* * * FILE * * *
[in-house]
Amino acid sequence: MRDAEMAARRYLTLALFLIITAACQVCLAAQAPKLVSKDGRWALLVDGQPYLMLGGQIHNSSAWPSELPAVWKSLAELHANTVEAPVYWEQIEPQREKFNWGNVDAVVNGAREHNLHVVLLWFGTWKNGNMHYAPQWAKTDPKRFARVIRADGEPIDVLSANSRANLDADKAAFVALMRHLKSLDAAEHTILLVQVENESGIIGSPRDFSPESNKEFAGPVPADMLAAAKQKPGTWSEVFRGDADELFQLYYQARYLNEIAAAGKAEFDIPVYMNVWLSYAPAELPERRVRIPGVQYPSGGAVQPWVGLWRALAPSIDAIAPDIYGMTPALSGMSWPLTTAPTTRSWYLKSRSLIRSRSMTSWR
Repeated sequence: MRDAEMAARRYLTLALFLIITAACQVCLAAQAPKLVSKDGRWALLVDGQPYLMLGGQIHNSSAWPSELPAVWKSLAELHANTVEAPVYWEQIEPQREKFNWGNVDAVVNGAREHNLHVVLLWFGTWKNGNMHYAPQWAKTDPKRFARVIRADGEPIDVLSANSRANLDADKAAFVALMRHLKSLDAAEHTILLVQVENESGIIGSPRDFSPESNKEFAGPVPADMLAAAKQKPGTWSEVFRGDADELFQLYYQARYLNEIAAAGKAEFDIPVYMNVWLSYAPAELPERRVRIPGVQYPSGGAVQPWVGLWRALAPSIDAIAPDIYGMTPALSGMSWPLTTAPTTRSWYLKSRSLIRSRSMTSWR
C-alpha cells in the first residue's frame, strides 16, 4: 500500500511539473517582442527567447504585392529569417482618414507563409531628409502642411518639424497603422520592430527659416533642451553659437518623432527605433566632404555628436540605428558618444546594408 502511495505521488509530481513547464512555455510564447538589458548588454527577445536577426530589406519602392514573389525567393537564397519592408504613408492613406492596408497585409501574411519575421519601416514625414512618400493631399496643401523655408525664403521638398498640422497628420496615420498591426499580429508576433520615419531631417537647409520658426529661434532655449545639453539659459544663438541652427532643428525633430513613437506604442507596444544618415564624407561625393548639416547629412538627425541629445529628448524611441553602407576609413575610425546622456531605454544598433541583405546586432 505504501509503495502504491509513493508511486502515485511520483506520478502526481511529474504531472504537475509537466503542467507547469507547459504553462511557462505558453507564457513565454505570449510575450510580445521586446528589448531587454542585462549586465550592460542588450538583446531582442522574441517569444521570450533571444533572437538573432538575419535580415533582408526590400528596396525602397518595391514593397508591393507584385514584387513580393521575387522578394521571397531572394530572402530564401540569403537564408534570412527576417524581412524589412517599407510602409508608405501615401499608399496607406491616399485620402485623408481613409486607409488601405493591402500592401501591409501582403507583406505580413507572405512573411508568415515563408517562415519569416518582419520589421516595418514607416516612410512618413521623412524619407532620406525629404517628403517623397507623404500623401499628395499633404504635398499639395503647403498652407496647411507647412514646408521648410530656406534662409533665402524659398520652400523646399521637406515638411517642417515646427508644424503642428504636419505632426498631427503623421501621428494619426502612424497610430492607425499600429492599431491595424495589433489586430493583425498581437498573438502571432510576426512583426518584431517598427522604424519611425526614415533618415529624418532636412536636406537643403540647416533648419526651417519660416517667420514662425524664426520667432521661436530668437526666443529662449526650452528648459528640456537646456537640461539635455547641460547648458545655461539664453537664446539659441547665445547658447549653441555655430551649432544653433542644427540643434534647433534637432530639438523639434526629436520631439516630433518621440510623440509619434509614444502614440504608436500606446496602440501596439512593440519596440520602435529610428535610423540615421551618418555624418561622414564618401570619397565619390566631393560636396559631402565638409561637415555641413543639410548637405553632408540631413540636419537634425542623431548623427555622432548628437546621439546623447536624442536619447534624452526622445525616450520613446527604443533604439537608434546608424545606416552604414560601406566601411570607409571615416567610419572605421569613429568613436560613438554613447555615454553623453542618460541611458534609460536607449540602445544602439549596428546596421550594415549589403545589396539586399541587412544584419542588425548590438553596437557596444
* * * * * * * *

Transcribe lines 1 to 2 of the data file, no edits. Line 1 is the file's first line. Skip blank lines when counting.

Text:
[in-house]
Amino acid sequence: MRDAEMAARRYLTLALFLIITAACQVCLAAQAPKLVSKDGRWALLVDGQPYLMLGGQIHNSSAWPSELPAVWKSLAELHANTVEAPVYWEQIEPQREKFNWGNVDAVVNGAREHNLHVVLLWFGTWKNGNMHYAPQWAKTDPKRFARVIRADGEPIDVLSANSRANLDADKAAFVALMRHLKSLDAAEHTILLVQVENESGIIGSPRDFSPESNKEFAGPVPADMLAAAKQKPGTWSEVFRGDADELFQLYYQARYLNEIAAAGKAEFDIPVYMNVWLSYAPAELPERRVRIPGVQYPSGGAVQPWVGLWRALAPSIDAIAPDIYGMTPALSGMSWPLTTAPTTRSWYLKSRSLIRSRSMTSWR